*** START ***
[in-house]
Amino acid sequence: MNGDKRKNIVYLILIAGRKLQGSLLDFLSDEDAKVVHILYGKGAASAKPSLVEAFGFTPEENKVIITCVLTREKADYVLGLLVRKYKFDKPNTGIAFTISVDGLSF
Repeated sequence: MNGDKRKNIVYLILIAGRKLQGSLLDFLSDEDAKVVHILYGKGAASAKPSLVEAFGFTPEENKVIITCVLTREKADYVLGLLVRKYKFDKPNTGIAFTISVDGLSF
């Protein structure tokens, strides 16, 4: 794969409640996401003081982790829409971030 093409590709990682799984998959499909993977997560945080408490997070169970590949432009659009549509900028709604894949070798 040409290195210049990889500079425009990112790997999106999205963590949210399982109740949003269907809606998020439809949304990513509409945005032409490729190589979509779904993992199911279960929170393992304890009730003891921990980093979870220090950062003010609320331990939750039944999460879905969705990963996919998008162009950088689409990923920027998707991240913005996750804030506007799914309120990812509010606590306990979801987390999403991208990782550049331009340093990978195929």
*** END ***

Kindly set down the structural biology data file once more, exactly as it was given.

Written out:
[in-house]
Amino acid sequence: MNGDKRKNIVYLILIAGRKLQGSLLDFLSDEDAKVVHILYGKGAASAKPSLVEAFGFTPEENKVIITCVLTREKADYVLGLLVRKYKFDKPNTGIAFTISVDGLSF
Repeated sequence: MNGDKRKNIVYLILIAGRKLQGSLLDFLSDEDAKVVHILYGKGAASAKPSLVEAFGFTPEENKVIITCVLTREKADYVLGLLVRKYKFDKPNTGIAFTISVDGLSF
């Protein structure tokens, strides 16, 4: 794969409640996401003081982790829409971030 093409590709990682799984998959499909993977997560945080408490997070169970590949432009659009549509900028709604894949070798 040409290195210049990889500079425009990112790997999106999205963590949210399982109740949003269907809606998020439809949304990513509409945005032409490729190589979509779904993992199911279960929170393992304890009730003891921990980093979870220090950062003010609320331990939750039944999460879905969705990963996919998008162009950088689409990923920027998707991240913005996750804030506007799914309120990812509010606590306990979801987390999403991208990782550049331009340093990978195929």